Jane Eyre Review: Tough Love

Jane Eyre: On General Release From Friday 9th September

The chill in the air and the grey sky above me tells me that soon we shall be fully immersed in the most wonderful time of year: Oscar season. Yes, it’s almost time for leading ladies to play down their looks and work with an accent while the gents will parade around as emotionally damaged men with an enormous obstacle to overcome. Of course no Oscar season would be complete without the obligatory period piece and the latest adaptation of Jane Eyre is this year’s first entry.

Director Cary Fukunaga first had the industry buzzing after the success of his feature debut, Sin Nombre, but he’d clearly managed to say the right things to the right people as he won the job of director on Jane Eyre. He may not be an obvious choice of director for a British classic but he’s a damn good one. Cary’s a bright young talent with the chops to handle this depressing tale from Charlotte Bronte which follows the incredibly bleak life of Jane Eyre, played by Alice in Wonderland’s Mia Wasikowska.

Jane’s childhood is plagued by misfortune and the cruelty of those whose care she is placed in, including her aunt Mrs. Reed, played by an unusually cold and malicious Sally Hawkins in a small yet striking performance. After lashing out at her older cousin after a particularly painful incident, Jane is branded a liar whose wild behaviour means she is surely bound for the gates of Hell unless she is re-educated. Cue years of physical and emotional torment in a religious girl’s school.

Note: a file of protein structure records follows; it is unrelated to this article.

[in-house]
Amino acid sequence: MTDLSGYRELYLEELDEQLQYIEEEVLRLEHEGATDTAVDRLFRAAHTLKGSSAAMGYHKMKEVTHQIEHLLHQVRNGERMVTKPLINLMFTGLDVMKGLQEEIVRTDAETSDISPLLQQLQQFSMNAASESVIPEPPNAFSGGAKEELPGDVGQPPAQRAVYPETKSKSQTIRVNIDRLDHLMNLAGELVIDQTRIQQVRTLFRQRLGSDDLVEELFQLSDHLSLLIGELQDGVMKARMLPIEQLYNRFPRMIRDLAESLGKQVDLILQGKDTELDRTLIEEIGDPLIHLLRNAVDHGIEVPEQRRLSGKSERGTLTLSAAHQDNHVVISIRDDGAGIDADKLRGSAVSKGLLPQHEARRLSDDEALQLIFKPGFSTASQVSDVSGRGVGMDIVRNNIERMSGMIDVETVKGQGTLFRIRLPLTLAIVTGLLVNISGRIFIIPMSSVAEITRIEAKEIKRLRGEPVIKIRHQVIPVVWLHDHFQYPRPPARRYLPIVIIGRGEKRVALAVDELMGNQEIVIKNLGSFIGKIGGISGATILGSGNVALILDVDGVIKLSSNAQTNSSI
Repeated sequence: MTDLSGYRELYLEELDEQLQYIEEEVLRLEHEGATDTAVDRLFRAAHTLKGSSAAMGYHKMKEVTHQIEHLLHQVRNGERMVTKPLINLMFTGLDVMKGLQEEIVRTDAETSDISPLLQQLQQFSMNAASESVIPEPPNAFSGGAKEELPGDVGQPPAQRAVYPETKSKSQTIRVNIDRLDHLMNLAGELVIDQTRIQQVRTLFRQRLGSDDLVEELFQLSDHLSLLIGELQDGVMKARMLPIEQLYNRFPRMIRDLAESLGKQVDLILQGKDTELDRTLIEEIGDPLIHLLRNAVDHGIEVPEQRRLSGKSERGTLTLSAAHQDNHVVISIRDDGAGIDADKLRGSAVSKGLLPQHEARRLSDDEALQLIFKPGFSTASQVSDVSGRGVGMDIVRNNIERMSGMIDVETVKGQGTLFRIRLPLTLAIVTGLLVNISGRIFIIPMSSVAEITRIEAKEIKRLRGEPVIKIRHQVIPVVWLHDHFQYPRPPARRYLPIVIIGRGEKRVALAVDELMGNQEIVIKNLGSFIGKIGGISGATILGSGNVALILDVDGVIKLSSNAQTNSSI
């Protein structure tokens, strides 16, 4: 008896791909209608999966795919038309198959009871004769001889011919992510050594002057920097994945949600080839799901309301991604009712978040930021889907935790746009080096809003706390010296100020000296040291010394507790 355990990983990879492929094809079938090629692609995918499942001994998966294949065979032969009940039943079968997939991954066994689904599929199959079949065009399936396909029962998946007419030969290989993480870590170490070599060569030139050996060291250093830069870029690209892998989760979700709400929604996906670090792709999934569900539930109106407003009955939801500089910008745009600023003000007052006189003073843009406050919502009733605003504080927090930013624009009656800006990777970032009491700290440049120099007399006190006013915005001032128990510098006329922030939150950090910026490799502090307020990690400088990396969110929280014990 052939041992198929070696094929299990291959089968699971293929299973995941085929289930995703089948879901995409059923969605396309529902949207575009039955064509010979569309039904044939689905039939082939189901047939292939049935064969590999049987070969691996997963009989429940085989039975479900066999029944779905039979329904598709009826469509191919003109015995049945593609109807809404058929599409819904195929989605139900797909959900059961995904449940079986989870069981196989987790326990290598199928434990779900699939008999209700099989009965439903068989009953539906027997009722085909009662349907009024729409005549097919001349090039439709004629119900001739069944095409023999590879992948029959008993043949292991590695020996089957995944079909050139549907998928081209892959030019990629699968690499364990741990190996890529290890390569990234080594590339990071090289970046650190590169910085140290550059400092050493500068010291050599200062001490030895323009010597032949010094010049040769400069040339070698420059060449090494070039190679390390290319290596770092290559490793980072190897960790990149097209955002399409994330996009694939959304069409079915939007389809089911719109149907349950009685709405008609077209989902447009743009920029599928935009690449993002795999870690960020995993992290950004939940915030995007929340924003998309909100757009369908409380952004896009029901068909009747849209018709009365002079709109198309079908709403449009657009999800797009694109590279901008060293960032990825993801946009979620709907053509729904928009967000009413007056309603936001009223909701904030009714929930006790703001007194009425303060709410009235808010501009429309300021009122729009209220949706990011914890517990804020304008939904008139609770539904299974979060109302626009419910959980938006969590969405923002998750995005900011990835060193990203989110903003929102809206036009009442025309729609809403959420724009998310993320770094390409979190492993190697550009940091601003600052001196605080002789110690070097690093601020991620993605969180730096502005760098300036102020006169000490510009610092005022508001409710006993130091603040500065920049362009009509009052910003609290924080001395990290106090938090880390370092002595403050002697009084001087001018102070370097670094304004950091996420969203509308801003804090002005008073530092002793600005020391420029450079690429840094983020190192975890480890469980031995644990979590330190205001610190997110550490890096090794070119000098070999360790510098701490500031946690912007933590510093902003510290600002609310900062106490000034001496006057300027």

Her first job in the real world finds her employed as a governess to the young ward of Mr. Rochester (Michael Fassbender) and friend to lonely housekeeper Mrs. Fairfax (Judi Dench). In the interest of full disclosure, I’ve never read the original novel nor seen any previous adaptation of Bronte’s work but I am reliably informed of a few things by those who have that Rochester is supposed to be an ugly man whose curt manner is mistaken for cruelty but he’s ultimately able to woo Jane by treating her as an equal. Unfortunately, the movie fails by having the not unattractive Michael Fassbender as Rochester, thus framing Jane’s attraction to him as a young girl’s crush on the bad boy – not something great romances are made of. It gives the film a juvenile quality as there is little evidence of any real love between the two, despite the actors’ valiant effort.

Mia Wasikowska does a fine job as the classic heroine whose pale complexion and frail form mask the brave and independent spirit within Jane. She shines in softer moments yet struggles occasionally under the weight of the more dramatic plot points but is, on the whole, a solid performer. Dench’s housekeeper is of course perfection, supplying the motherly warmth that has been so sorely lacking in Jane’s life. Fassbender is every mother’s nightmare as the devilishly attractive and brooding Rochester but fails to make a convincing love interest for the straight-laced, clear-headed Jane.

The moody cinematography by Fukunaga favourite Adriano Goldman is perfectly matched for the story, providing a bleak British backdrop for Jane’s tale of woe. It’s just a shame that Moira Buffini’s script isn’t up to the task too, lacking dramatic tension and spending too much time on an irrelevant subplot involving Jamie Bell. Meandering and moody, Jane Eyre proves to be an inessential addition to this year’s Oscar season.

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